As a civilized society, we have grown to expect a quick and effective response by a city's police, fire and emergency service agencies to an evolving range of threats.
Last weekend's near-drowning of a 7-year-old boy and the Ridge Fire, east of Layton, gives solid evidence of the essential need to have highly trained, skilled professionals quickly on the scene of an emergency.
While the journey to providing that safety and security will be unique to the different agencies, the overall goals are clear: Increase safety so there are fewer and less severe incidents that need response, and increase operating efficiency.
We can all appreciate that, without excellent public safety systems in place, the world would be in a state of chaos. Crime would go unreported and unchecked.
Imagine, if you will, the mass murders taking place in schools, malls, movie theaters and most recently, in places of worship -- all places that are normally considered safe places for families to gather). Many innocent lives have been lost in mere seconds.
Using the same scenarios, picture those incidents with no emergency responders to intervene, and then imagine the countless additional lives that would be lost.
Note the arson, assaults, rapes, murders, child abuse, robberies, gang intimidation, domestic violence and other serious crimes that require an immediate public safety response.
The alarms, underage alcohol consumption, disorderly conduct, dangerous animal on the loose, noise complaints, burglaries, civil disputes, criminal mischief, computer crime, fraud, forgery, narcotics violations, driving under the influence, harassment, shoplifting, trespassing, stalking, extortion, reckless burning, custodial disputes, criminal nonsupport, issuing bad checks, embezzlement, misuse of public funds, prescription fraud, graffiti, juvenile runaways, littering, ordinance violations, prostitution, lewdness and simply wide-ranging threats are all examples of the type of calls that local public safety officials respond to every day.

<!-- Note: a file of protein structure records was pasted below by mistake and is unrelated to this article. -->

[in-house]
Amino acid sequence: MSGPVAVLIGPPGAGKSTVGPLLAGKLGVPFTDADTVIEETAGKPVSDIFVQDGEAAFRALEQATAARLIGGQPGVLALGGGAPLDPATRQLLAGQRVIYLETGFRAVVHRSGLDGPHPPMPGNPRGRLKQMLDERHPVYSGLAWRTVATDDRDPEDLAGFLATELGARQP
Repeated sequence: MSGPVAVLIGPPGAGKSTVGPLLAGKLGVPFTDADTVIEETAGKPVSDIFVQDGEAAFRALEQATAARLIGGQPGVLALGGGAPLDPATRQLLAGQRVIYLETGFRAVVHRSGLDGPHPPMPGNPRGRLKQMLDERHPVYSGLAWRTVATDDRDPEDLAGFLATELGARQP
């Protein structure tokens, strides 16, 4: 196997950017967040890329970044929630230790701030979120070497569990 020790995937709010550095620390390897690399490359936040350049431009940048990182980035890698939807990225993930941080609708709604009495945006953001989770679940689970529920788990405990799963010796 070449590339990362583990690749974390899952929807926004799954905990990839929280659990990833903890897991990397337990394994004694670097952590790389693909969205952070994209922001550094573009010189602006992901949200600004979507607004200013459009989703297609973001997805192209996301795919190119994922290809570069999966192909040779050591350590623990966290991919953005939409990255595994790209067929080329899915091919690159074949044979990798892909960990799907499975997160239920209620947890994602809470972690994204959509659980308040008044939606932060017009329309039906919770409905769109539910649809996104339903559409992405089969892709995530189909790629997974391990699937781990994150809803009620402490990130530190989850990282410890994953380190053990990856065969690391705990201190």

The importance of public safety can't be minimized in light of the constant dangers posed to individuals and the overall public.
Constant efforts are needed, by both government and individuals, to ensure that public safety needs are met in every aspect of society so that better health and quality of life become the rule rather than the exception.
Public safety officials cannot meet all of the demands that society places on them. Consequently there has been a genuine effort to engage the community in outreach programs such as RadKids, D.A.R.E., Neighborhood Watch, Citizens Academy, and Crime Free Multi-Housing. These programs provide information and training so people can better protect themselves, and also help in solving crime through communication and partnering with those who protect us.
The mission of our public safety organizations is to work within our government and with our citizens to recognize and resolve the public safety concerns by providing quality, professional service in an honest and ethical manner.
Steve Curtis has worked as a business consultant and communication specialist. He is currently mayor of Layton. He can be reached at firstname.lastname@example.org.